Plus the youngsters seem to like the sound loud!.
With TV in stereo, or 5.1 the same problems arise.
As there is the possibility with TV broadcasting today to have more than one audio channel with a station, perhaps the broadcaster should provide a full dynamic range stereo or 5.1 audio channel for those who appreciate it, and for the same programme a mono, limited dynamic and frequency range audio channel for those just using the small speakers in a modern TV.

John

 
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Re: HDTV and deafening sound?

Post by nuvistor » Tue Jul 19, 2016 9:08 pm

Today's cinema sound is terrible, all bass, too loud, I watch little TV as it is but if TV tries to emulate that I will just give it up completely.
I gave the cinema up due to the sound systems, came out with ear ache once too many times.

Frank

 
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Re: HDTV and deafening sound?

Post by Cathovisor » Tue Jul 19, 2016 10:11 pm

raditechman wrote:Plus the youngsters seem to like the sound loud!.
With TV in stereo, or 5.1 the same problems arise.
As there is the possibility with TV broadcasting today to have more than one audio channel with a station, perhaps the broadcaster should provide a full dynamic range stereo or 5.1 audio channel for those who appreciate it, and for the same programme a mono, limited dynamic and frequency range audio channel for those just using the small speakers in a modern TV.

John

A bit of me thinks though: why should the broadcasters compromise to overcome the shortcomings of modern reproducing equipment? It's not the broadcaster's fault the manufacturers are fitting sub-standard reproducers in their TVs! Television is now watched on instruments as diverse as smartphones and tablets up to large panels hooked up to multi-channel home cinema systems, via small screen sets with 28mm diameter speakers and panels with sound bars fitted. Plus people with CRT sets with decent speakers. How do you achieve a happy medium for all that?

Also, another audio channel uses bandwidth in the transport stream that could be used for something else: already there is an audio description channel used in the average TS in addition to the normal programme sound.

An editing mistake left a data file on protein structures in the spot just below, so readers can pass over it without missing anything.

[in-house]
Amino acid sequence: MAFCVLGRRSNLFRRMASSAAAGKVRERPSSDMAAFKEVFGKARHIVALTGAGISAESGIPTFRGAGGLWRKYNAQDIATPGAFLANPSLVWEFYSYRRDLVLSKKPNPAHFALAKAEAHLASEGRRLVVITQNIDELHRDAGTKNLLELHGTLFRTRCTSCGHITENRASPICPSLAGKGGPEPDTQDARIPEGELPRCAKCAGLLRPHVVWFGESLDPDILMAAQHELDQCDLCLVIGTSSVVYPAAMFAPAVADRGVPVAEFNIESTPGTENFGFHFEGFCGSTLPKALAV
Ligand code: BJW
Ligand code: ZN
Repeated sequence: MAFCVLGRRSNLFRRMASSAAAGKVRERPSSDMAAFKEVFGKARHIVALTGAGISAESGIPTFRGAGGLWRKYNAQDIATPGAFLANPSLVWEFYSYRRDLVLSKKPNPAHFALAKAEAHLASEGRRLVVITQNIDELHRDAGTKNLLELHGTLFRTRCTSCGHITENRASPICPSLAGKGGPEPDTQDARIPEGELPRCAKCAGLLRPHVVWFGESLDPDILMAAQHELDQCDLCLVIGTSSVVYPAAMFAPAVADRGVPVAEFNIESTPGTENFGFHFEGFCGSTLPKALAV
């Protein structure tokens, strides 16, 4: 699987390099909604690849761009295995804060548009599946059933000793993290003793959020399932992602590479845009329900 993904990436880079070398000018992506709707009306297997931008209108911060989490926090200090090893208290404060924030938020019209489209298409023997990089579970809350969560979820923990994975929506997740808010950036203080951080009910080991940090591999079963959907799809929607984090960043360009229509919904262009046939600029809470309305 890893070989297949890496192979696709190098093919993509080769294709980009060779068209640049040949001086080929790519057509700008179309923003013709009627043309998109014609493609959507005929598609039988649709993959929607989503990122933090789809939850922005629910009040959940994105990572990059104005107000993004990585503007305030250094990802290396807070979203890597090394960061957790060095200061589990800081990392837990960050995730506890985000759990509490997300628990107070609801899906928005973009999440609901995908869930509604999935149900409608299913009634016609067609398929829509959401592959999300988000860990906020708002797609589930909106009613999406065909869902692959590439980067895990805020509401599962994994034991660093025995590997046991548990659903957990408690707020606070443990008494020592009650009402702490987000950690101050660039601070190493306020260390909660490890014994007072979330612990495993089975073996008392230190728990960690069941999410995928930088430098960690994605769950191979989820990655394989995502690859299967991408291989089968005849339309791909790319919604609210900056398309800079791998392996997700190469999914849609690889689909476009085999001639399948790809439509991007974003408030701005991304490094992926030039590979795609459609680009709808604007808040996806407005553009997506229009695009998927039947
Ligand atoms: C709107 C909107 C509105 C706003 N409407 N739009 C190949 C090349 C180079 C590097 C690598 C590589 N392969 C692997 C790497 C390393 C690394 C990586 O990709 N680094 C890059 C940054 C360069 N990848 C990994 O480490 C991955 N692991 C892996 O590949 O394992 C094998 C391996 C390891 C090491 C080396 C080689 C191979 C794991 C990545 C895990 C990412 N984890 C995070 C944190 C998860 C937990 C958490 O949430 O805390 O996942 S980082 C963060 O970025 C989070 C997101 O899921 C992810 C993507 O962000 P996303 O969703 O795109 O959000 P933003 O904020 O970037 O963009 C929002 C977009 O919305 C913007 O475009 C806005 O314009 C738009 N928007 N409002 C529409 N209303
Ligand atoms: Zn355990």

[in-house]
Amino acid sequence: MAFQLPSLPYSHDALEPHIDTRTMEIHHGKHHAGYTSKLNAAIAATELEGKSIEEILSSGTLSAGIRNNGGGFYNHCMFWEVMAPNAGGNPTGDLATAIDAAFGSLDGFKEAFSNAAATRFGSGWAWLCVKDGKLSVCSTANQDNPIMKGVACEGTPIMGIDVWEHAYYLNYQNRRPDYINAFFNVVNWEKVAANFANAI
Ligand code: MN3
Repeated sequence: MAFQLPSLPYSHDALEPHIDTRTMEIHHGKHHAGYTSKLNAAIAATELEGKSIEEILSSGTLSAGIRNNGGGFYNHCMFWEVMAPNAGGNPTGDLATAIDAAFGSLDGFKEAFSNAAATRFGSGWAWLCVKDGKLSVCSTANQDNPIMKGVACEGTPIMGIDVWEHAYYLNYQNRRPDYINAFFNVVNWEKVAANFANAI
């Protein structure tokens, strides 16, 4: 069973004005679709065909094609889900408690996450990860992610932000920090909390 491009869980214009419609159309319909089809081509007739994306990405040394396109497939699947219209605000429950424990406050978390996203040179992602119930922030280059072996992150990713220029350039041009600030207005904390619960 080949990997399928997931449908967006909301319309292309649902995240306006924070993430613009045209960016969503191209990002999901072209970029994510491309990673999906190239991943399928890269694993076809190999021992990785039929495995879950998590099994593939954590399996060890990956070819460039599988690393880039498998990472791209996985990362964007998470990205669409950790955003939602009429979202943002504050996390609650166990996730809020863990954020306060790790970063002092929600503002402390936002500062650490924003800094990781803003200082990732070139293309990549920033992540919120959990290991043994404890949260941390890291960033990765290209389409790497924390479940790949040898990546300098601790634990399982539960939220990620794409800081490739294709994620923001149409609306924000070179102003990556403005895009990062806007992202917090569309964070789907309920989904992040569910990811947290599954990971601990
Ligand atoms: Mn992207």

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Re: HDTV and deafening sound?

Post by nuvistor » Tue Jul 19, 2016 10:32 pm

Cathovisor wrote:
A bit of me thinks though: why should the broadcasters compromise to overcome the shortcomings of modern reproducing equipment?


Well I suppose it comes down to whether the broadcaster wants to stay relevant and keep broadcasting. I don't know numbers but I would not be surprised if most equipment used for viewing, TV's, laptop computers, mobile phones etc do not have HiFi audio or anywhere close to it. If the broadcasters want to aim at an audience with only hifi range equipment they run the risk of losing viewers.
I don't class sound bars, bass units etc that seem to be used for watching films etc HiFi.

Jamaica Inn lost about a third of its viewers through poor sound, can any station afford that. The DVD that's available has a comment that the sound problems are not present on the DVD, ie. they have to state it so has not to lose sales.

It does not matter to me and probably many others if they find the station unpleasant to use, we just find something else to do.
Frank

 
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Re: HDTV and deafening sound?

Post by Refugee » Wed Jul 27, 2016 12:54 pm

There are a few points to be made here.
Lets go for the jumping sound levels.
My experience of this issue came up with low audio on program material accompanied but correct sound on the advertising. It is a simple problem with the marketing men whom will go strait into denial if challenged.

The cinema sound involves several factors.
As has already been said mono was a simple 15 inch cone behind the screen. This is no problem but why?
The external ears of almost all warm blooded living things are quite complex and the raw data includes directional information once it has been collected.
The mind has compression and direction nulling built in so that the noise from confectionery wrappers can easily be wiped out allowing the sound to remain legible.
With basic stereo with just two speakers the directional part of the hearing can track the dialogue as the eyes follow the characters across the screen. Most of these would be 7.5 IPS magnetic tape quality.

Then came those rear speakers with all there issues.
The first thing these do is to "drag" your mind out of directional mode and if the sound is not mixed to carry some of the dialogue to the rear speakers during sound effects snippets of it become at risk of being missed. Distracting the direction element of the hearing also allows confectionery packaging noise to get in.
Some early I-Max cinemas suffered with large numbers of disappointed customers. One on the south coast almost got pulled down not long after it opened. Someone needs to put a lot of effort into working with the mind and its own directional audio features and not against it. Remix the audio right and it will be a lot better.
I have over the years come to the conclusion that the marketing men think that hearing the sound of the confectionery packaging will generate an urge to go and buy you own snack. This will to some extent have a negative effect on all that expensive work Dolby labs did when I-Max was created.
Those film producers come from the arts arm of the education system while the hardware designers come from the science arm of the education system. There is a basic compatibility and communication issue here.